By Alan Scherstuhl
By Mark Holcombe
By Scott Foundas
By Nick Pinkerton
By Michael Atkinson
By Scott Foundas
By Keith Phipps
By Alan Scherstuhl
A would-be action blockbuster loosely based on the true story of what almost triggered World War III but didn't, K-19: The Widowmaker could be deemed a nail-biter only if your nails are long and need clipping anyway. Particularly by comparison to more buoyant doomsday vehicles such as The Sum of All Fears, in which the nuclear obliteration of Baltimore is but a speed bump en route to the hero's wedding engagement, this submarine movie set in 1961 appears a little sunken.
Yes, red lights will begin flashing, sirens will be sounded, and levers will be pulled aboard the titular Soviet sub, whose crew barely manages to avert nuclear meltdown below the surface of the Atlantic. Gauges measuring depth and temperature--not to mention wristwatches marking the movie's mounting duration--will signify imminent disaster. Water, believe it or not, will leak into the boat. Men will vomit. Pet mice will perish. In an apparent nod to another big boat movie, the crew will dance in the narrow aisles and drink red wine in order to unwind between "action" scenes. All the while, we're told repeatedly, "the [nuclear] core is heating up."
But is there anything below the surface here? Not much, alas. Sometimes a submarine movie is just a submarine movie--despite being directed by Kathryn Bigelow, one of only two women allowed to play with the big boys' action figures. (Mimi Leder of Deep Impact and The Peacemaker is the other--and otherwise not worth mentioning.) Seven long years after the release of Bigelow's somewhat visionary Strange Days, whose prediction of catastrophe came true at the box office and nowhere else, the director's outsider status now reveals itself mainly in terms of how little money has been apportioned to her comeback. After taking the plunge for Harrison Ford's turn as an iron-fisted captain in the Soviet Navy (does that $25 million paycheck include the actor's lessons in how to speak Russian-accented English?), Paramount only needed to purchase costar Liam Neeson and a handful of CGI shots. And if K-19 looks a bit underfunded by blockbuster standards--the death chamber "Compartment Ten" looks suspiciously like compartments one through nine--its meager budget is enough to buy a measure of our approval. Four decades after the height of the Cold War, we Americans still love being reminded that the Soviet ship wasn't exactly in tiptop shape.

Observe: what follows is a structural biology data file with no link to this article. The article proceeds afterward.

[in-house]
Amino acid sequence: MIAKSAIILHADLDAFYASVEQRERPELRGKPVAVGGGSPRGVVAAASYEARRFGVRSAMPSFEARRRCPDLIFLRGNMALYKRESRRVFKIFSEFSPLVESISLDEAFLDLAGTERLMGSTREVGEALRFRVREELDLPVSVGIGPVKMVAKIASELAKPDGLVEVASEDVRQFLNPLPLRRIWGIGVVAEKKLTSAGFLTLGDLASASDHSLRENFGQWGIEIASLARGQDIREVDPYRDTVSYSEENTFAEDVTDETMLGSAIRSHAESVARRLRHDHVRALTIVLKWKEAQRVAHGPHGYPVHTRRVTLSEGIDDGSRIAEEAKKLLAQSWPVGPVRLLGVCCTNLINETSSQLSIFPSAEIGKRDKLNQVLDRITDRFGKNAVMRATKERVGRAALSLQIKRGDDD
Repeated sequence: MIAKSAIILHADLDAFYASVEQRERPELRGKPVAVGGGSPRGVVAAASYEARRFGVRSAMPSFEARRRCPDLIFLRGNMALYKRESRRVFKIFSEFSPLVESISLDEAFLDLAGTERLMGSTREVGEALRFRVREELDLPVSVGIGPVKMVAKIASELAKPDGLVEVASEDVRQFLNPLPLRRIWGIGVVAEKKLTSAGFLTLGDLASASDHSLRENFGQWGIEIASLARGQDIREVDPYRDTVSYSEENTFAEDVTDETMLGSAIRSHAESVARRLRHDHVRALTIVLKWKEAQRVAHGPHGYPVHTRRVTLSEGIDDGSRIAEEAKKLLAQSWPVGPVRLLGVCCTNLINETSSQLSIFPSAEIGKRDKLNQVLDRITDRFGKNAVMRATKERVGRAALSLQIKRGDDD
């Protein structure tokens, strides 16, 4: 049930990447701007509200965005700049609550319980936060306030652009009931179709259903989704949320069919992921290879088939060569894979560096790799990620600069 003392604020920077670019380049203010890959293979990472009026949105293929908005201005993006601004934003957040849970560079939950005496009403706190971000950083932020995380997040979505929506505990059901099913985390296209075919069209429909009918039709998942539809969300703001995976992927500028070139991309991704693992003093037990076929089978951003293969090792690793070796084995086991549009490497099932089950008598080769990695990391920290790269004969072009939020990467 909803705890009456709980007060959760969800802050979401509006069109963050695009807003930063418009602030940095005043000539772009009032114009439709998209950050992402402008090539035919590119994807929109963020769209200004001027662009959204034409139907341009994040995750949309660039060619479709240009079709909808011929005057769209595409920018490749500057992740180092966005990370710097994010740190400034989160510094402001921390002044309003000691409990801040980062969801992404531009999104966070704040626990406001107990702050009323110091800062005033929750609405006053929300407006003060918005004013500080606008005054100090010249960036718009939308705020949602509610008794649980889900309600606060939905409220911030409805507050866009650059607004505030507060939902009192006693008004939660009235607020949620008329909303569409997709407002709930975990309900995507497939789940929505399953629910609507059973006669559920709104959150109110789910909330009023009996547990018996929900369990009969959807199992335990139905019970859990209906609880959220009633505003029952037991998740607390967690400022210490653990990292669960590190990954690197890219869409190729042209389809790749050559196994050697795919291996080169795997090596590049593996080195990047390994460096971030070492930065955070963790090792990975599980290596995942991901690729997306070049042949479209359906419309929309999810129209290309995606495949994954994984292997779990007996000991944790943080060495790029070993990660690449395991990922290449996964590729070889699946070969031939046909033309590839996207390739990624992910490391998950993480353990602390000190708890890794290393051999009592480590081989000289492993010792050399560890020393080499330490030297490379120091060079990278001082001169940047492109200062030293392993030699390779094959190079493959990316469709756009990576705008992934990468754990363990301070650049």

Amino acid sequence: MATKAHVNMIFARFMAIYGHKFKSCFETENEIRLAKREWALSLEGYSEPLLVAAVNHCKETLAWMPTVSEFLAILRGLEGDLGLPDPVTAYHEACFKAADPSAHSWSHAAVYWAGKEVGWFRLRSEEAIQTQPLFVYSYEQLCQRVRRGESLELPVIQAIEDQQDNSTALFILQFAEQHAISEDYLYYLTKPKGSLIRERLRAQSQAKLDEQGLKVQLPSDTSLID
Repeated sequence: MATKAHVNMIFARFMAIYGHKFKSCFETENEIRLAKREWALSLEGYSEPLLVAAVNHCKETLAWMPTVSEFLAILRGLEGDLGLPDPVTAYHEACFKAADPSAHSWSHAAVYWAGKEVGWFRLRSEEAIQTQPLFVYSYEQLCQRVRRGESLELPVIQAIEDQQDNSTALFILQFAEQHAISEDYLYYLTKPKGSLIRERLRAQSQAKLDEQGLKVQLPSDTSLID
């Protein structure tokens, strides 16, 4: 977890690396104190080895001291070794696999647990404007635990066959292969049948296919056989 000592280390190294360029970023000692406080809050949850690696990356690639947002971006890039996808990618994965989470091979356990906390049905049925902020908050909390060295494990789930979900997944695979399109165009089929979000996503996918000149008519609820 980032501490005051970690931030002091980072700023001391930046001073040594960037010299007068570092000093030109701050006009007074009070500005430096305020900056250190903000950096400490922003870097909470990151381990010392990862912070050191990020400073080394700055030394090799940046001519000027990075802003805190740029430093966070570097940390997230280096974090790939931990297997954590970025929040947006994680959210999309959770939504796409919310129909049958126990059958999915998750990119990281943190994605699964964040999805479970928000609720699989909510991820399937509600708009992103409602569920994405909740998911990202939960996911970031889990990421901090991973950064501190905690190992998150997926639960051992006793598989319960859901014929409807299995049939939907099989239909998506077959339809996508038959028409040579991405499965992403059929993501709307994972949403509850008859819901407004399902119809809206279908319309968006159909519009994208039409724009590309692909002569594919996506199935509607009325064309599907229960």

At the start of the film, a printed prologue explains that this tale of early Sixties-era Soviet courage is one that couldn't be told for 28 years--which is about how long ago its sympathy for the Red devil might have appeared radical. Certainly the movie takes pains to humanize its feuding comrades: Neeson's Captain Mikhail Polenin is displaced from the helm for caring too much about the safety of the crew; while his replacement, Ford's Captain Alexei Vostrikov, only endangers the men by way of proving that K-19 is fully equipped to unleash retaliatory nukes in the event of a U.S. strike against the Motherland. Still, it's telling that the movie's most heroic moment comes when the submarine is run like--yeah!--a democracy. Until then, the heroism of disobeying orders is never an option. As my screening partner put it, K-19: The Widowmaker is a Mutiny on the Bounty remake in which Captain Bligh turns out to have been absolutely right.
Befitting a film whose subtitle is there mainly to keep the kids on summer vacation from thinking that it's a dog movie, K-19 doesn't have much time for those characters who would be made widows. In fact, not counting the requisite wimp's distraught fiancée, whom Bigelow spies weeping as the ship leaves port, the film's only female is the one who tries unsuccessfully to break a Champagne bottle on the bow. Could it be that the director sees herself in one of these women? After all, both K-19 and K-19 were rushed out of dry dock before having been proven seaworthy. (The production was launched only after Ford made the mature decision to reprise the Sean Connery role from The Hunt for Red October rather than play Jack Ryan's sprightly patriot games again.) And Bigelow has a long history of reflexive filmmaking: The bikers of The Loveless, the vampires of Near Dark, and the gonzo surfers of Point Break all act out the dubious ethics of trading in bloody thrills--and mirror her own ambivalent involvement in the same.
Still, the epic failure of Strange Days--not to mention The Weight of Water, a smaller boat film that has been stuck on the studio sandbar for two years--seems to have encouraged the director to make a sub movie without much subtext. (Meanwhile, plans for Bigelow to mount her long-discussed Joan of Arc opus appear to have gone up in flames.) By default, the most revealing shot in K-19 starts tight on the ship's hull and tracks slowly backward, eventually indicating that the military "tension" of the film's first minutes has been a war game: The submarine is still up on blocks. What silly things men do with their big toys, Bigelow seems to say. Silly and...irresistible.
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